By Jim James - images & text © 1999
Who Are Wallace And Gromit And Why Are They Riding A Motorcycle And Sidecar?Viewers of PBS are probably familiar with Nick Parks' clay creations of inventor Wallace and his dog, Gromit.
So are those of you who review every category of the Oscars, since Parks has won for Best Short Animated Film for two of three W&G films ("The Wrong Trousers," "A Grand Day Out" and "A Close Shave"). If you're not familiar with the plasticene duo, you owe it to yourself to go to Blockbuster and rent them. Parks' animation is superb and his attention to detail is incredible. The stories are great too.
W&G on the motorcycle are featured in "A Close Shave" in which our friends have a window washing service (hence the ladder on the sidecar) and solve a sheep rustling mystery operated by a large dog and a nice lady who runs a wool shop. During the film, Gromit's sidecar converts to an airplane – the subject of Airfix's second W&G kit. Incidentally, "A Close Shave" has a wonderful parody of the "Thunderbirds" crew loading sequence when Wallace & Gromit go from their bedrooms to the motorcycle through a succession of slides.
Overall Impressions – Good News And Bad News
The good news is that this is a great beginner's kit - and the subject matter is great too. The bad news is that if you are a skilled and semi-skilled modeler, you'll have your work cut out for you. Parts fit great for the most part. Perhaps the most amazing thing is the amount of plastic. Both the Wallace and Gromit figures are solid!Is It Accurate?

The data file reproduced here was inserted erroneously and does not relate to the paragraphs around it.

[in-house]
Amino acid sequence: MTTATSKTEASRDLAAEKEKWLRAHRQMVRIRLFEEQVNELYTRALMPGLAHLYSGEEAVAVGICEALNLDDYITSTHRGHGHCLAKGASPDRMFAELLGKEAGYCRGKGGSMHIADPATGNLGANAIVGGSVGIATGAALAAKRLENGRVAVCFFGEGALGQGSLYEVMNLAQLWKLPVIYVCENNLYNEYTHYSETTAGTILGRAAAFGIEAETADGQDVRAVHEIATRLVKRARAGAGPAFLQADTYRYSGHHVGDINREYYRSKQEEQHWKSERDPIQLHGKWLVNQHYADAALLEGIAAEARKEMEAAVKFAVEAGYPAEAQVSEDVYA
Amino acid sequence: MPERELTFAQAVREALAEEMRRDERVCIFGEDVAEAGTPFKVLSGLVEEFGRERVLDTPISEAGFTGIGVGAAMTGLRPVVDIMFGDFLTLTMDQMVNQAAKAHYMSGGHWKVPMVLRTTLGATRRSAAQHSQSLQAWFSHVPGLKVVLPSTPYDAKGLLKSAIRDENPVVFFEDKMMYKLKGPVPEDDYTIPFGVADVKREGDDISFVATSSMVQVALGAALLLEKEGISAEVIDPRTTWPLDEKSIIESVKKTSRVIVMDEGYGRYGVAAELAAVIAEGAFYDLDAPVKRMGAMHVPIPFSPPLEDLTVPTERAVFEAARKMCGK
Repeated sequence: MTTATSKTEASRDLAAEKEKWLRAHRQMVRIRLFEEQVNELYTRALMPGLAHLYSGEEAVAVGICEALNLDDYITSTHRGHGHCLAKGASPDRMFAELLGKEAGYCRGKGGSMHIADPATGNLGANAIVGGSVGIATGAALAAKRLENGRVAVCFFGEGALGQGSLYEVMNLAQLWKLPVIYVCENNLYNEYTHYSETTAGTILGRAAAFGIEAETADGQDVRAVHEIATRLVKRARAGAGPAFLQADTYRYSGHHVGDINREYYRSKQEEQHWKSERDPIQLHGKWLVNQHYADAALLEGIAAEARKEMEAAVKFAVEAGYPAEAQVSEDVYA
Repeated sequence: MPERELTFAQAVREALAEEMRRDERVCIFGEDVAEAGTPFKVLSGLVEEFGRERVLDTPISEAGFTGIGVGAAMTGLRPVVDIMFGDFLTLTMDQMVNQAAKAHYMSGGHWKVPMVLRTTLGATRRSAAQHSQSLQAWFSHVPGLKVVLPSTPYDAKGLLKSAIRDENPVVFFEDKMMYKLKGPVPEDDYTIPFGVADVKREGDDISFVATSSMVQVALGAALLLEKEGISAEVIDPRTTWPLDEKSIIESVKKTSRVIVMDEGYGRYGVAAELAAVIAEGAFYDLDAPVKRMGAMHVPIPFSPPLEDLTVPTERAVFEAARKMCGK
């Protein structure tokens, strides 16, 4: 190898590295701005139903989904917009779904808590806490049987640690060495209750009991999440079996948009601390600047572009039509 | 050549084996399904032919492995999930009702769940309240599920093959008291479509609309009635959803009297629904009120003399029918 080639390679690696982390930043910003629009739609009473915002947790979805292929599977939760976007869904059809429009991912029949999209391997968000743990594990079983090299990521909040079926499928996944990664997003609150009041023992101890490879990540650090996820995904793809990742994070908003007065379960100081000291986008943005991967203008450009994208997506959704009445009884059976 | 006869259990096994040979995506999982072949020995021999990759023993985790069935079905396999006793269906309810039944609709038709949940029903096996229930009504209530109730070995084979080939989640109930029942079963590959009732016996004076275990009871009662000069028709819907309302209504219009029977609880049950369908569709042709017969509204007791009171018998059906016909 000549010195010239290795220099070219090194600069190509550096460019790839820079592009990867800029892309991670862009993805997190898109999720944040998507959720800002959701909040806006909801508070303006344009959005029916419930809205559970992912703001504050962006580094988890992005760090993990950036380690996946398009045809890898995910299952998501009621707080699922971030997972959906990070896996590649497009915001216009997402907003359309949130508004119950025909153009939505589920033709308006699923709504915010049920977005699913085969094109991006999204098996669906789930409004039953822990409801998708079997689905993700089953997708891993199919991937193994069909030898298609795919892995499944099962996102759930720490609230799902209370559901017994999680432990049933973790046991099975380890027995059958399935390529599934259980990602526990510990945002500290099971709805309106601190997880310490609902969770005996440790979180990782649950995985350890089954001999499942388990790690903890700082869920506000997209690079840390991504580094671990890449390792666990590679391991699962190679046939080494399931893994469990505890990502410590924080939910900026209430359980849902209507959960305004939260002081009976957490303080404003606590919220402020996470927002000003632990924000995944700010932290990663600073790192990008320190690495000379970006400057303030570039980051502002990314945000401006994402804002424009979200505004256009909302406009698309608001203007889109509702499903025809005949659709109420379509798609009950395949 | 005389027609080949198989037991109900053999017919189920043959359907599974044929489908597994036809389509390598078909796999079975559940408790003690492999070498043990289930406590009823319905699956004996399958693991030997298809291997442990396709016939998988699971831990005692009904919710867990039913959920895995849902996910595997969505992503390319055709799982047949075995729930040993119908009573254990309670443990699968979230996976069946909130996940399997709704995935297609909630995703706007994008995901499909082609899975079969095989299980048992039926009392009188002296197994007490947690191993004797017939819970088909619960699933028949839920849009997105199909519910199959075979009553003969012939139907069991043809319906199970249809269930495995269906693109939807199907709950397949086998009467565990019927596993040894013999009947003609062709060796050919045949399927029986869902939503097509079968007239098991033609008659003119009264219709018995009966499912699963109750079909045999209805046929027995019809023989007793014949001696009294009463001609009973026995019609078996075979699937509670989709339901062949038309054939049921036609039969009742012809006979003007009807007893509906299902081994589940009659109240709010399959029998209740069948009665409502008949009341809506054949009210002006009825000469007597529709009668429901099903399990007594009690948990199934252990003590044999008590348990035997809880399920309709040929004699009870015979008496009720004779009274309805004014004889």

In a nutshell, yes.What's In The Box?
Unusual box but nice packaging. The cube box has a handle. The kit has 61 parts - 60 plastic and one metal rod. There are 5 decals. There are 10 small pots of Humbrol acrylic paints, one brush and a tube of cement included. The instructions are typically Airfix – all pictures, no text. The painting instructions are OK but I referred to a W&G book I have for better guide to shades and detail. It was also an excuse to watch the movie again.The Plastic From Hell
For some unknown reason, Airfix molded the kit in a gray, heavy plastic with a high gloss shine. The initial reaction is that this is a soft, flexible plastic but it's not. This stuff is hard as nails and has the texture of the stuff they make model soldiers out of.
And this is a problem because?
In spite of it's many drawbacks, the plastic responded well to Tenax 7R.Assembly
Apart from the mold seams, this is an easy kit to assemble so I broke it down into four sub assemblies: Wallace, Gromit, the bike and the sidecar. The really big problem came when the sub-assemblies came together. So before you start, read the note on the REALLY BIG PROBLEM.The Bike
The bike has to be assembled first since you'll need to correctly position Wallace's arms by setting the figure on his seat. However, you can start assembly on the other sections and work in parallel.
I assembled the two halves of the main body first. The wheels can be assembled separately and the rear wheel inserted after the painting on the main body is finished. All the pipes and shock absorbers can be painted separately and added. The handlebars and front wheel assembly goes together pretty much the same way. When complete, the front wheel assembly can be glued to the main body. The front wheel assembly does not pivot.